A researcher with the University of Warsaw on Tuesday warned of the imminent scarcity of hospital beds if the country’s daily COVID-19 cases stand at a rate of 17,000 per day.
Maciej Jasinski with the University of Warsaw told Polish news portal WP that the calculation shows that 13,291 of beds reserved for COVID-19 patients have been filled, out of a total of 20,704. Of the 1,594 ventilators, 1,078 are already in use.
At a rate of 17,000 new cases per day, bed and ventilator shortages may occur as early as Nov. 2, said the expert.
Poland’s daily new cases of COVID-19 reached 16,300 on Tuesday, shattering the previous record and bringing the country’s total number of confirmed COVID-19 cases since the start of the pandemic to 280,229.
“It is a very dangerous rise, as it is only accelerating and not showing any signs of slowing down,” warned Jasinski.
“If the current trend holds, around 260,000 people will have fallen ill over the course of the coming week, of whom 23,400 will need hospitalization. Over 1,800 of them will require a ventilator.”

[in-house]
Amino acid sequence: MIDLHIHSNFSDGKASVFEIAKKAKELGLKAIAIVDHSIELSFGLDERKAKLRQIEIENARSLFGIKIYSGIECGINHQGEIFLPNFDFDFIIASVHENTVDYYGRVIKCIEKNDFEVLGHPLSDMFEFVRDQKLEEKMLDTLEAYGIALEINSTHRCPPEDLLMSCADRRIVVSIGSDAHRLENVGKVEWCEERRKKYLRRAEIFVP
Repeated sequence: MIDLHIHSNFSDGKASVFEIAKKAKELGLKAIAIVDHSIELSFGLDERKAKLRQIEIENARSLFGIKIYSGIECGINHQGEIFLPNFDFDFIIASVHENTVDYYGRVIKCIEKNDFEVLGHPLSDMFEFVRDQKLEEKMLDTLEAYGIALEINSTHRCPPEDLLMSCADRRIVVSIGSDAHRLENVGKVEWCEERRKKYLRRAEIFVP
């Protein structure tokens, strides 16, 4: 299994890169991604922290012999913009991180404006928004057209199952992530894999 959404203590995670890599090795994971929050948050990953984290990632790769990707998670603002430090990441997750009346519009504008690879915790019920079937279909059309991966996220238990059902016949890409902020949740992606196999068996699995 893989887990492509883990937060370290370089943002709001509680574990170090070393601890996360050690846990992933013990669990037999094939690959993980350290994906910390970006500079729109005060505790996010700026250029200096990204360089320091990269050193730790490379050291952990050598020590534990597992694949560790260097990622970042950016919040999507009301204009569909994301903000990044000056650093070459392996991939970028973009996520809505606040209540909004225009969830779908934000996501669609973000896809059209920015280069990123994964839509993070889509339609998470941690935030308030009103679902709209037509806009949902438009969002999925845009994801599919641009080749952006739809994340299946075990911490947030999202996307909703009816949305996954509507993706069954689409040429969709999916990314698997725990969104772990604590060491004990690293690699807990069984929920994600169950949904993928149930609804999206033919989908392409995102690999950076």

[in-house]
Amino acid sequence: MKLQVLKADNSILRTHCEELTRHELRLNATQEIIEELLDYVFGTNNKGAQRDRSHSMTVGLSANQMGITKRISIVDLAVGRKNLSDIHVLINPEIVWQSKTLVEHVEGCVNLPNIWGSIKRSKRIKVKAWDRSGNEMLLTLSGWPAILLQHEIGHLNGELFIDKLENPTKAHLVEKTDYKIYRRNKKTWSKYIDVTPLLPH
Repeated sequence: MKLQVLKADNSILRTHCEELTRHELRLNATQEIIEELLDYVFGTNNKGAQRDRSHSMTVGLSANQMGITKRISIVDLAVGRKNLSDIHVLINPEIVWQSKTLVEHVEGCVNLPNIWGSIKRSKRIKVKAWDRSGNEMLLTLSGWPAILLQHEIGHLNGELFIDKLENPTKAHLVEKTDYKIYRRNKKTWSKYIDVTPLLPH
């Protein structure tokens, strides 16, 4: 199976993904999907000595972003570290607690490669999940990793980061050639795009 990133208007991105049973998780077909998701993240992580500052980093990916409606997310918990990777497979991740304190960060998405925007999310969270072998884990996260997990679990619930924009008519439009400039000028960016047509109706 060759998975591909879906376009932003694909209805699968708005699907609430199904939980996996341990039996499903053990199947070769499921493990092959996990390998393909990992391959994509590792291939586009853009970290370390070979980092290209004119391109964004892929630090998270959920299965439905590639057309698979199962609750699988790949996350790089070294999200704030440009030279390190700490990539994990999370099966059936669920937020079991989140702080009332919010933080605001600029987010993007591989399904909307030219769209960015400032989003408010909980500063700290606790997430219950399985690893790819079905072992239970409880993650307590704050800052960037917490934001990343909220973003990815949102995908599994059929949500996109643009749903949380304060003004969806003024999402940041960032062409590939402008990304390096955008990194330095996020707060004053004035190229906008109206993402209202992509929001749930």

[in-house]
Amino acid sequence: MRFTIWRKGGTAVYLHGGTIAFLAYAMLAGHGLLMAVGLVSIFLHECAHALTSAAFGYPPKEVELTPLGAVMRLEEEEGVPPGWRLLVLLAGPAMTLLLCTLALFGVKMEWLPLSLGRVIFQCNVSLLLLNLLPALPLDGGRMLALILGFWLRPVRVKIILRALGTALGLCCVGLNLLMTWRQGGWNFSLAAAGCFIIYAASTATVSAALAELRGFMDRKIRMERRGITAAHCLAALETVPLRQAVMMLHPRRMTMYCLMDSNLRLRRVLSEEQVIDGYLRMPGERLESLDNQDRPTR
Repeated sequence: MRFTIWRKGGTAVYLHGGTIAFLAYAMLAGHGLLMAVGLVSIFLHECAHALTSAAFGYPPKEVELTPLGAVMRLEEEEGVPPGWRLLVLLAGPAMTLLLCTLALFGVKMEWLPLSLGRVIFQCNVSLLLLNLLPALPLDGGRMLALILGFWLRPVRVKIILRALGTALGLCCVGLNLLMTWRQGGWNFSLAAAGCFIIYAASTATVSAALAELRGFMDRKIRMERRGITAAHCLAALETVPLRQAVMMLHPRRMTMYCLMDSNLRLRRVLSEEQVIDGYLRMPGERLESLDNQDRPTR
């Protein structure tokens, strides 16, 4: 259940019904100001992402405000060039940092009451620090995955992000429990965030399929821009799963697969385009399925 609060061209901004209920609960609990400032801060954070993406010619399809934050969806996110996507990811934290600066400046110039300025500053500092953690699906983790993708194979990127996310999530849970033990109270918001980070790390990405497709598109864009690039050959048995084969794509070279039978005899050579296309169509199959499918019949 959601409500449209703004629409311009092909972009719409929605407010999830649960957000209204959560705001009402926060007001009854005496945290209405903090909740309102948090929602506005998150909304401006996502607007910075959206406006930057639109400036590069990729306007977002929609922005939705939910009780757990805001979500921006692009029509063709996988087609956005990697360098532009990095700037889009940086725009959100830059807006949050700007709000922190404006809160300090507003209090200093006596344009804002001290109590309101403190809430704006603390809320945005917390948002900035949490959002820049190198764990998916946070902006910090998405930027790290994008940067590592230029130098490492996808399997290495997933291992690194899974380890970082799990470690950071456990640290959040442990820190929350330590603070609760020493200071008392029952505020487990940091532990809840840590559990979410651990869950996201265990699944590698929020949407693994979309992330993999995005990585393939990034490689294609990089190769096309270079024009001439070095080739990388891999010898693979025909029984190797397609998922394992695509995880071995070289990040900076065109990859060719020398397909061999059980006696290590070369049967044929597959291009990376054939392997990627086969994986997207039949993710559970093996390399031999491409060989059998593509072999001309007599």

To meet the increasing medical demand, the National Stadium in Warsaw has been converted into a field hospital, which was originally scheduled to be opened last weekend. The field hospital’s director Artur Zaczynski now aims to make the hospital operational on Wednesday.
Polish experts warned on Tuesday that a new full lockdown might be unavoidable as the country’s daily records of confirmed cases were repeatedly shattered.
The coronavirus has hit the highest offices of Poland. President Andrzej Duda was confirmed positive on Friday evening and has been in quarantine since then. After the confirmed infection of the president, the country’s defense minister was also confirmed positive, while interior minister was put into isolation after direct contact with a COVID-19 patient.
Prime Minister Mateusz Morawiecki announced on Tuesday a support package worth about 393 million euros for the over 170,000 businesses that have been impacted by the restrictions put in place to contain the spread of the virus-caused disease.
Poland is also seeking possible therapies to the pandemic, with a candidate medicine developed from blood plasma of recovered patients undergoing testing in the eastern Polish town of Lublin.